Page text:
William “Billy” Anderson II, founder of Southern Trust Insurance and a former director of Flag Financial, had been friends with Evans for years. Anderson met with Speight and later gave Evans his opinion about going into business with Speight.

“I thought we would be getting involved with another really strong, super player that could help make things happen in the future,” Anderson said. “That happened.”

He said Speight has the qualities for a good business leader.

“Dan is a very warm, compassionate, outgoing person who cares about the community, and that makes me extremely proud because I think what causes us to do well is try to do right by others,” Anderson said.

Speight and Evans made a deal and joined forces.

Flag grew until it was sold in 2006. Speight and other Flag members then started Bankers Capital Group, a private investment firm based in Atlanta that bought distressed loans and made other investments.

Bankers Capital was doing well, but Speight said his job wasn’t too demanding. For a while, he also worked as an attorney with the former James, Bates, Pope & Spivey law firm in Macon.

In 2007, the Bankers Capital team began to ask: “How much further up can you go?”

“That really drove our decision to sell,” he said. “We didn’t see the bottom coming, but we knew it couldn’t be as good as it was for us in ’06.”

Bankers Capital found a buyer and sold the company.

“The best thing that happened to us is they made us sign noncompetes, because we probably would have been too stupid and get back in too quick,” he said. “We couldn’t work at a bank for two years.”

Speight and the investor group realized by 2009 the only way to make a successful investment was to find a bank that was going to fail, he said. But in order to do the deal, they needed to raise capital, have a bank charter and find the right target.

The target was right in front of them. Macon-based Security Bank was struggling to stay afloat.

“We knew Security Bank, and we knew the people,” he said. “It was the perfect size. It was well positioned in Middle Georgia.”

Speight and Evans spent a few weeks traveling across the country to raise the needed money. They came up with $300 million “fairly easily because of the story we have,” Speight said. The investment group then got an option to buy State Bank and Trust Co. in Pinehurst for the charter it needed.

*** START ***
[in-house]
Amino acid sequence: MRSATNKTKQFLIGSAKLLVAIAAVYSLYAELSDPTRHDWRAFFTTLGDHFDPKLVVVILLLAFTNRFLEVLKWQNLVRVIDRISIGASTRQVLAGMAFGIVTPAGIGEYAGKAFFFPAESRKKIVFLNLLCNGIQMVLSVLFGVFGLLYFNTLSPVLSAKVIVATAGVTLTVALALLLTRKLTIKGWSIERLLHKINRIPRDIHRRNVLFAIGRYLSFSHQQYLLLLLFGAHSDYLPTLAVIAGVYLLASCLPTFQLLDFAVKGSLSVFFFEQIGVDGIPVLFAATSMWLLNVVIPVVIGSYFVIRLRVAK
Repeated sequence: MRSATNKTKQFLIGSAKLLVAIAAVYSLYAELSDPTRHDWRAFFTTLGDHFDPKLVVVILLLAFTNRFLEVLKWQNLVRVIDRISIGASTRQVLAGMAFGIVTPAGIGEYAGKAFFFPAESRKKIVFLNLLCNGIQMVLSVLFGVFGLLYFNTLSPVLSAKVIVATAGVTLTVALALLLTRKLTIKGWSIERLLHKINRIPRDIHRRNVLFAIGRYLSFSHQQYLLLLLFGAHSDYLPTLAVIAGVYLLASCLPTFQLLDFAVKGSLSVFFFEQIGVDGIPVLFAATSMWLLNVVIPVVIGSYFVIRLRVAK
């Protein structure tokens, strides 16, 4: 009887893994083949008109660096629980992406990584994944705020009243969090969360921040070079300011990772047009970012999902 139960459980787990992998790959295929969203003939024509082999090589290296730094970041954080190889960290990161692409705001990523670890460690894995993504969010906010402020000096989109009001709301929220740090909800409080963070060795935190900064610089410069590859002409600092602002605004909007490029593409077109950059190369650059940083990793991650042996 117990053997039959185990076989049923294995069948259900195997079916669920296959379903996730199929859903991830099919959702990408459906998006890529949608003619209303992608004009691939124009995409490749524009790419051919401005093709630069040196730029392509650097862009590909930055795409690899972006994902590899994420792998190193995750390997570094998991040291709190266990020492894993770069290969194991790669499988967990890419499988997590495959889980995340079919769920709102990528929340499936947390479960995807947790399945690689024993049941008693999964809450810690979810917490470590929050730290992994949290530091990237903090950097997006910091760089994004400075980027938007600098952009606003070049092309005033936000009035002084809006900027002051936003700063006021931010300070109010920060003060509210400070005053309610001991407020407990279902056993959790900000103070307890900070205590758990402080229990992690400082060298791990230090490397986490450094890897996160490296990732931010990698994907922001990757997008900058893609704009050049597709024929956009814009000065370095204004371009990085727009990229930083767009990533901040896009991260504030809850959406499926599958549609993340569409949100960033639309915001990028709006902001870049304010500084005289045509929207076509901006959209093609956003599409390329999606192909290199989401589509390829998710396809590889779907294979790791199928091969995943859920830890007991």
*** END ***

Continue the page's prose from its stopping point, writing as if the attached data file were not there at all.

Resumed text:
The FDIC prepared to take over Security Bank and put it out for bids, but Speight said his group didn’t know it was selected as the winner until the day before Security was shut down July 24, 2009.

“That Friday morning, we took our capital -- the $300 million -- and put it in State Bank in Pinehurst” and took over Security Bank that afternoon, he said. “Security went from the worst bank in the state to the best bank in the state in one day.”

Evans was named chairman and CEO of the new State Bank and Trust and its holding company. The bank made six more bank acquisitions through the FDIC.

“It’s never easy, but the process got easier,” Speight said. “We knew what to expect, and we got good at it.”

State Bank has nearly 600 employees with about 350 in Middle Georgia. It has about 15 locations in the midstate and five in Atlanta. It bought Altera Payment Solutions in 2012, a payroll services company, now a division of State Bank.

David Thompson, vice president of business development with Piedmont Construction Group LLC, had done business with Security Bank for years before State Bank took over. He and Speight have “bounced in and out of each other’s lives” over the years.

“He’s extremely smart, (and) he has self-deprecating humor,” Thompson said. “He has a very playful personality.”

He said Speight also works well with people.

“His skills to understand who he’s dealing with and (his ability to) work collaboratively is strong,” Thompson said. “While he’s smart, he doesn’t put you off. He puts you at ease.”

Speight said his career has been fulfilling.

“Banking has been a wonderful job for me,” he said. “You get to build something, you get to see employees succeed, (and) you get to watch clients succeed at the same time. ... (Banking) is a great start for anybody whether you want it for a career or not.”

But Speight agrees the business can be challenging.

“The lending environment is still tough, and we think that’s going to be that way for awhile ... but we certainly think we’ve seen the bottom,” he said. “Pockets in places are doing better, but we haven’t seen that economic engine rolling that everybody gets to participate in.”

Speight still takes to heart a piece of advice he got from his father.

“My father always told me to do business with my friends, to build relationships and understand people,” he said. “You should make a fair profit from those relationships ... and make sure they pay you,” he said. “If you don’t make them pay you, they won’t stay your friend.”

To contact writer Linda S. Morris, call 744-4223.